Brain imaging before primary lung cancer resection: a controversial topic

20 Jun 2017
Zoe Hudson, Eveline Internullo, Anthony Edey, Isabel Laurence, Davide Bianchi, Alfredo Addeo

Objective: International and national recommendations for brain imaging in patients planned to undergo potentially curative resection of nonsmall-cell lung cancer (NSCLC) are variably implemented throughout the United Kingdom [Hudson BJ, Crawford MB, and Curtin J et al (2015) Brain imaging in lung cancer patients without symptoms of brain metastases: a national survey of current practice in England Clin Radiol]. However, the recommendations are not based on high-quality evidence and do not take into account cost implications and local resources. Our aim was to determine local practice based on historic outcomes in this patient cohort.

Methods: This retrospective study took place in a regional thoracic surgical centre in the United Kingdom. Pathology records for all patients who had undergone lung resection with curative intent during the time period January 2012–December 2014 were analysed in October 2015. Electronic pathology and radiology reports were accessed for each patient and data collected about their histological findings, TNM stage, resection margins, and the presence of brain metastases on either pre-operative or post-operative imaging. From the dates given on imaging, we calculated the number of days post-resection that the brain metastases were detected.

Results: 585 patients were identified who had undergone resection of their lung cancer. Of these, 471 had accessible electronic radiology records to assess for the radiological evidence of brain metastases. When their electronic records were evaluated, 25/471 (5.3%) patients had radiological evidence of brain metastasis. Of these, five patients had been diagnosed with a brain metastasis at initial presentation and had undergone primary resection of the brain metastasis followed by resection of the lung primary. One patient had been diagnosed with both a primary lung and a primary bowel adenocarcinoma; on review of the case, it was felt that the brain metastasis was more likely to have originated from the bowel cancer. One had been clinically diagnosed with a cerebral abscess while the radiology had been reported as showing a metastatic deposit. Of the remaining 18/471 (3.8%) patients who presented with brain metastases after their surgical resection, 12 patients had adenocarcinoma, four patients had squamous cell carcinoma, one had basaloid, and one had large-cell neuroendocrine. The mean number of days post-resection that the brain metastases were identified was 371 days, range 14–1032 days, median 295 days (date of metastases not available for two patients).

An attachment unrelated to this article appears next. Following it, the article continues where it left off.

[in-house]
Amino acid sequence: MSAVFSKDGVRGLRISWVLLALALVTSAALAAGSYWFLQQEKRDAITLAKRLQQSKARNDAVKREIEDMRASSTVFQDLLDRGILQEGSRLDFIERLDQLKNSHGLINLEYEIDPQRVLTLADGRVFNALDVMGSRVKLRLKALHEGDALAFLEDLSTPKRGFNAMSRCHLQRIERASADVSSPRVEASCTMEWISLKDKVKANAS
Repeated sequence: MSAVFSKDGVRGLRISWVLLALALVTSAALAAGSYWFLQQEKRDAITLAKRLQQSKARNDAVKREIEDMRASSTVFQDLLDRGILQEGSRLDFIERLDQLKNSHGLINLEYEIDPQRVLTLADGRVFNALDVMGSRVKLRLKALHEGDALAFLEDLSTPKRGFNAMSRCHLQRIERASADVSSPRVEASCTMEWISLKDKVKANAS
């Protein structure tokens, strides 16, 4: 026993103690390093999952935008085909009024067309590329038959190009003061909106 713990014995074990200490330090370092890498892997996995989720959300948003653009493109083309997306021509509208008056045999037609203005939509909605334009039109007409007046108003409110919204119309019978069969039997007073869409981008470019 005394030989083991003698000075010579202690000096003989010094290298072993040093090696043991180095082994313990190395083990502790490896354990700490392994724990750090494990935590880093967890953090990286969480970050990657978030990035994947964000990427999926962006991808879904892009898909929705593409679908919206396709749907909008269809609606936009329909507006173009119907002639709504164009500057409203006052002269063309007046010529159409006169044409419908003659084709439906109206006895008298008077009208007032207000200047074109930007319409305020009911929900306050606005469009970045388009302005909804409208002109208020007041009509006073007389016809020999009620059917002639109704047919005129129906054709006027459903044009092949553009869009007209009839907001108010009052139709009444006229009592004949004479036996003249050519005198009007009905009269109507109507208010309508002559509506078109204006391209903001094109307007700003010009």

Conclusion: The rate of brain metastases identified in this study was similar to previous studies. This would suggest that preoperative staging of the central nervous system may change the management pathway in a small group of patients. However, for this group of patients, the change would be significant either sparing them non-curative surgery or allowing aggressive management of oligometastatic disease. Therefore, we would recommend pre-operative brain imaging with MRI for all patients undergoing potentially curative lung resection.

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